It was okay. I think it was a great way to introduce Edgar Allan Poe's youth without kids having to read biographies. The style of writing was certainly true to the time period the story was written in which, sadly, may be a bit sophisticated for today's youth. For my reluctant reader there were several points that I had to stop and explain what something meant. On the up side, however, she is now very interested in reading some of Poe's stories. I didn't think the storyline was overly exciting ...more
Tara Smith
Very cute, especially the demon, McCobber. :) I enjoyed the drawings more than the story but it was a fun, cute read. I would buy my own copy just to have the drawings, they were awesome!
Stephanie Phares
i have 3 boys and someone else with 3 boys made the comment that she wished the golden sower noms had more books to suit a boys interest, i somewhat found this to be true so ive set out to read what boys might like and also not turn away the girls. this book could easily do the trick...a 'magical' mystery with the potential of having a slightly dark side that turns out to have an all-in-fun explaination in the end. i liked that the character is based on a real american poet that kids can easily ...more
This was a cute little book. The pictures were fantastic. I think Gustafson rivals Selznick. My only concern was I wasn't sure what exactly the story had to do with Edgar Allan Poe. It seemed a strange choice of characters--unless that was the only way to catch the publishing world's eye.

That being said, I think this book could be a real hook for some struggling readers. It had so many great picutures that the text wasn't as daunting as it could be in a normal chapter book. I would be thrilled
I read over 100 pages of this book, but then gave up because I wasn’t liking how flippantly they portrayed Edgar Allan Poe and their imagination of his childhood. I know it’s a fiction version with liberties taken to make people interested in his life, but I wasn’t a fan. I didn’t care for the characters and I found myself disinterested several times while reading. The illustrations didn’t really hold my attention either. I wouldn’t recommend.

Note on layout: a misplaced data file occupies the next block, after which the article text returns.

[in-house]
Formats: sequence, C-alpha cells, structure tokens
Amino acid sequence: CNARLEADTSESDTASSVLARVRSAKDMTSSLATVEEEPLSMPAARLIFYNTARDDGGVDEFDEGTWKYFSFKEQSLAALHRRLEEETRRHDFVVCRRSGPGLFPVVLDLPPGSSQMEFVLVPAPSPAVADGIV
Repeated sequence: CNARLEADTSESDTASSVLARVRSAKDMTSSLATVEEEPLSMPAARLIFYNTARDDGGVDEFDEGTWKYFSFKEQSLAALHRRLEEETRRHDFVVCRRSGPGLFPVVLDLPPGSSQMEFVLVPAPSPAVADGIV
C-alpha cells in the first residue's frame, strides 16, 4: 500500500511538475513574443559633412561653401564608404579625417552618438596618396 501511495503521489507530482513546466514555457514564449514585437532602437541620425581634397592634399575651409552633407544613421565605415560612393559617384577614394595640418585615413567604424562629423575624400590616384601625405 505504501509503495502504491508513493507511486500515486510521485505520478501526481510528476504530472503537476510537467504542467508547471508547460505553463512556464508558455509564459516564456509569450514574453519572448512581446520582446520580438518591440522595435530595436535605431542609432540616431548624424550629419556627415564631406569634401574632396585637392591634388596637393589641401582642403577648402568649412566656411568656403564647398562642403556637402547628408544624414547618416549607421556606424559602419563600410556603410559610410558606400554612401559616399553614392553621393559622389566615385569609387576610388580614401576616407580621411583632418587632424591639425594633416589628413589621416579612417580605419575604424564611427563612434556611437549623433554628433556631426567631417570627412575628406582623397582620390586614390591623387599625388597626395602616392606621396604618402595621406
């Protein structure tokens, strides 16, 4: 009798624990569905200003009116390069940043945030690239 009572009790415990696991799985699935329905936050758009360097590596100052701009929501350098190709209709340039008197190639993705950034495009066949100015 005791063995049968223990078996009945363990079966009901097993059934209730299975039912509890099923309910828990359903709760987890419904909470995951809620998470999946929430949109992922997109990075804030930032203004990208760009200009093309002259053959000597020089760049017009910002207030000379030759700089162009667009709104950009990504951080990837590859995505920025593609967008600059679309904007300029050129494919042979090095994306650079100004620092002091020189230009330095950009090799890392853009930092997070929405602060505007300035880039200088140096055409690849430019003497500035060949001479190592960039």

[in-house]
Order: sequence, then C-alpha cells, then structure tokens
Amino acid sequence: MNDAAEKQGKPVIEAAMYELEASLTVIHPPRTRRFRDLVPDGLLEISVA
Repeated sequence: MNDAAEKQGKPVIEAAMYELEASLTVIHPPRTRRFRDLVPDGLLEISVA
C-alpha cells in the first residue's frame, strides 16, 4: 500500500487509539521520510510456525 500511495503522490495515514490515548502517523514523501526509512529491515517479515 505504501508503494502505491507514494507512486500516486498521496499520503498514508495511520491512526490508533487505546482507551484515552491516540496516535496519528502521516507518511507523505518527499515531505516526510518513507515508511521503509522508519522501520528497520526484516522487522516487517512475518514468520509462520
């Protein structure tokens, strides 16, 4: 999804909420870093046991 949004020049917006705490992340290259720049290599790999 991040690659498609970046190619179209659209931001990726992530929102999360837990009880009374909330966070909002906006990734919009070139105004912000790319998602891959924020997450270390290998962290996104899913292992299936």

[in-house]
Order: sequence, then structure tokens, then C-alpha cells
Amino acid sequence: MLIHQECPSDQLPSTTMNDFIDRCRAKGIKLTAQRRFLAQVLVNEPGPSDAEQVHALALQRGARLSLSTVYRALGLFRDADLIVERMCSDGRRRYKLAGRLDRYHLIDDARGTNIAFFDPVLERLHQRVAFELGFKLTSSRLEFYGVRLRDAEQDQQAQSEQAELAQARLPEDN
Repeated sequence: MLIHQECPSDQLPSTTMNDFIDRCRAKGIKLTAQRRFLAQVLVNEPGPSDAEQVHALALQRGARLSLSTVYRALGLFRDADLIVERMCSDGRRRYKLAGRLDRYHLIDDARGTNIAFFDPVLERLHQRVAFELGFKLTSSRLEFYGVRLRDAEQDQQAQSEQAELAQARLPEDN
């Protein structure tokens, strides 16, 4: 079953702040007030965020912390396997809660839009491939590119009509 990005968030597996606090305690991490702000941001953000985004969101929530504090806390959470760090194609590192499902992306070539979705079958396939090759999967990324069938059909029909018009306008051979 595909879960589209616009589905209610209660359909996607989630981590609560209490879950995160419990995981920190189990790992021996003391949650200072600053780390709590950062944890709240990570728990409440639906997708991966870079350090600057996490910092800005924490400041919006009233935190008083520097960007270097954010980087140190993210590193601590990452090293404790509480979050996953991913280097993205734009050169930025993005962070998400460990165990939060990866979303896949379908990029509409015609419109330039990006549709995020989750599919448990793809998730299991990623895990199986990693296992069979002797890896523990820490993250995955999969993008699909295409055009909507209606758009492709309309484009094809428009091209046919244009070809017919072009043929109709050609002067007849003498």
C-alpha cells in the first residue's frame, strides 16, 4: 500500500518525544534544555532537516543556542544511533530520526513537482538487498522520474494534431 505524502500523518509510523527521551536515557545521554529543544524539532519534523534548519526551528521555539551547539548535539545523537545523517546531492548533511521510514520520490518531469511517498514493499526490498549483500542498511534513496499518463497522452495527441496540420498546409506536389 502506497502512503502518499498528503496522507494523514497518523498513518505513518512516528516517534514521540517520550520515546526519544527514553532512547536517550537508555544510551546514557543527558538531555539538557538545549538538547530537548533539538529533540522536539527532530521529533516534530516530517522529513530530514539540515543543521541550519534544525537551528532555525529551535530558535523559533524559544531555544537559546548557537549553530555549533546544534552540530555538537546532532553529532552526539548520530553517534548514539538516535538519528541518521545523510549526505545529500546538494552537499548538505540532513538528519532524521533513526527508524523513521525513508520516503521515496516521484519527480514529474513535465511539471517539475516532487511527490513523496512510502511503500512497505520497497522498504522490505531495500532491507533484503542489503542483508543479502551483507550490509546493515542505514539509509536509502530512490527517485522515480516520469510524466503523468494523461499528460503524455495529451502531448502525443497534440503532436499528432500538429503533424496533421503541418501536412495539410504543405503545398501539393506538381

*Taken from my book reviews blog: http://reviewsatmse
Sam O'Heren
Loved everything about this book. Illustrations were convincingly creepy without being frightening to children--just enough to make kids want to pick this one up and stick with it. Story was great too--took an iconic literary figure and made him human, while still acknowledging his "uniqueness" (weird and creepy!) Poe was firstly a mystery writer, and Gustafson focuses on this with young detective Poe. Had some humor in it too with Poe's "sidekicks"--the imp McCobber and his faithful Raven. Hopi ...more
great artwork.
I loved this book! Hard to believe this is Scott Gustafson's first chapter book. His illustrations and spot on writing with fantastic vocabulary for young readers is PERFECT! Similar in style to such great authors as Tony DiTerlizzi and Brian Selznick who combine page turning story telling with haunting and beautiful illustrations. This book is a fictional story of a young Edgar Allan Poe who has to do some clever detective work to prove his innocence after being wrongly accused of a cruel act.
I don't know what to think about this book. I picked it up because I love Edgar Allan Poe. But aside from the prologue (which gives some Poe family history), this book could really be about any little boy (whose name happens to be Eddie). It doesn't seem to have much to do with Poe at all. The pictures are great, and the story is fun enough to read, but in my opinion, the story should either have been more related to the Poe we're all familiar with, or not been about him at all.